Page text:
This is where it hurts: Being a doctor is not easy – but the job appears to be more taxing on female physicians than it is on male physicians. A study conducted by Constance Guille showed that, after the first six months of residency, female physicians experienced a sharper rise in depression scores than male physicians. Why? Female physicians continue to do the lion’s share of household duties: among physicians with children, women spend nine more hours per week on domestic activities than their male counterparts. There are also the various forms of gender bias that female doctors experience as well. “I wear a white coat; I introduce myself as doctor, but patients still assume I’m a nurse or medical assistant or pharmacist,” said Dr. Theresa Williamson. “If there’s a man in the room – even if he’s a medical student and I’m the doctor – he’s the one they make eye contact with, tell their story to, ask questions of.”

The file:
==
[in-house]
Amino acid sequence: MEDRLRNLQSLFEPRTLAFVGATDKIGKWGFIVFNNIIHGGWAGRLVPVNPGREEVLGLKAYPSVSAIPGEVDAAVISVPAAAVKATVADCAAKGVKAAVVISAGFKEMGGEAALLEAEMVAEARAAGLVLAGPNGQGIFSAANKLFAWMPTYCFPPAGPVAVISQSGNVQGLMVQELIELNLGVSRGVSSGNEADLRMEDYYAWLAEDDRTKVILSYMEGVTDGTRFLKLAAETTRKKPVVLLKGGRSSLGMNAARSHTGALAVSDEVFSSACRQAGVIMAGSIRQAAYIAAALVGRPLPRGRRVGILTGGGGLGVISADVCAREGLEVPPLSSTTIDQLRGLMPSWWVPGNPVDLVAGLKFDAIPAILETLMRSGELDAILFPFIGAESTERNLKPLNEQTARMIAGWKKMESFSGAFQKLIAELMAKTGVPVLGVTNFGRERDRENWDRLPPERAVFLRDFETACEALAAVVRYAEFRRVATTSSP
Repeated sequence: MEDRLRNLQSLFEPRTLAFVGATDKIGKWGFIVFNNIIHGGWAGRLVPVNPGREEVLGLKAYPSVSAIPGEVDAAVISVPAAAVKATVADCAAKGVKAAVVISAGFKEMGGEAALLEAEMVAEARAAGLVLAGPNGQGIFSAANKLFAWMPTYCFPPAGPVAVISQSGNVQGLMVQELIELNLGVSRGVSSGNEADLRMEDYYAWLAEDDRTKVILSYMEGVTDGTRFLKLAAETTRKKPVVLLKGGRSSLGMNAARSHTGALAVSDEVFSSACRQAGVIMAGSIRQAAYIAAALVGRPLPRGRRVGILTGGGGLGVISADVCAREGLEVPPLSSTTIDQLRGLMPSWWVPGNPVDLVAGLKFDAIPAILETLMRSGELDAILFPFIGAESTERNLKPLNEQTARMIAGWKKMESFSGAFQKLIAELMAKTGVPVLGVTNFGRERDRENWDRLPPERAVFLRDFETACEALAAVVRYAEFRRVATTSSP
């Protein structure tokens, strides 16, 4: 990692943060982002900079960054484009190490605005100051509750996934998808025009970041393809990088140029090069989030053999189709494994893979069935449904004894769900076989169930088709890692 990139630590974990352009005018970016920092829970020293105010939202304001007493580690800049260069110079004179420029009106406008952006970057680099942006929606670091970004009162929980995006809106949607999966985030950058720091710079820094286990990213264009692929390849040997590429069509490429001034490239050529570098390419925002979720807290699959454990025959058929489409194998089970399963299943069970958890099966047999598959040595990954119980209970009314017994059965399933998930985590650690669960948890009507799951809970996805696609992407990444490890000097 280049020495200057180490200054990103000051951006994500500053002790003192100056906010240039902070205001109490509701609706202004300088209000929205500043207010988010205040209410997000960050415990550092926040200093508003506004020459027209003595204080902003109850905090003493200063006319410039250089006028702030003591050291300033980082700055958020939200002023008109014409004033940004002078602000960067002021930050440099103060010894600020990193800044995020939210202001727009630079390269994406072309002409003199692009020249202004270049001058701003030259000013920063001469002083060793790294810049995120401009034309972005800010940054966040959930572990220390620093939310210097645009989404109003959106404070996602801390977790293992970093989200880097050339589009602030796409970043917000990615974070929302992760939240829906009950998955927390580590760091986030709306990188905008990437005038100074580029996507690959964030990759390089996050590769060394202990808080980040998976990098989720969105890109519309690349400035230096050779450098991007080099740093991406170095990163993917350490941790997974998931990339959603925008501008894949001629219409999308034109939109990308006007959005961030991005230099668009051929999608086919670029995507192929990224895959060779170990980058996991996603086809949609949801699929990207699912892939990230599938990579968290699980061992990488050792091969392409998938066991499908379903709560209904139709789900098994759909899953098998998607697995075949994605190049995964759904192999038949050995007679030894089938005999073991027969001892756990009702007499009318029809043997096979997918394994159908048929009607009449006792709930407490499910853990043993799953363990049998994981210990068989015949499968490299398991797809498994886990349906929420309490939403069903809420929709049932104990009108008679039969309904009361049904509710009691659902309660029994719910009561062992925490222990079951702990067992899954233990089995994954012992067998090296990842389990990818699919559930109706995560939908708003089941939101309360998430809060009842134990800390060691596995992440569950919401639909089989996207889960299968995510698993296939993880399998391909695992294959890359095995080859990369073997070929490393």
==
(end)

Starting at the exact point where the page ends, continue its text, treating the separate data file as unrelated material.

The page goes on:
Tina Snieder contributed to this report.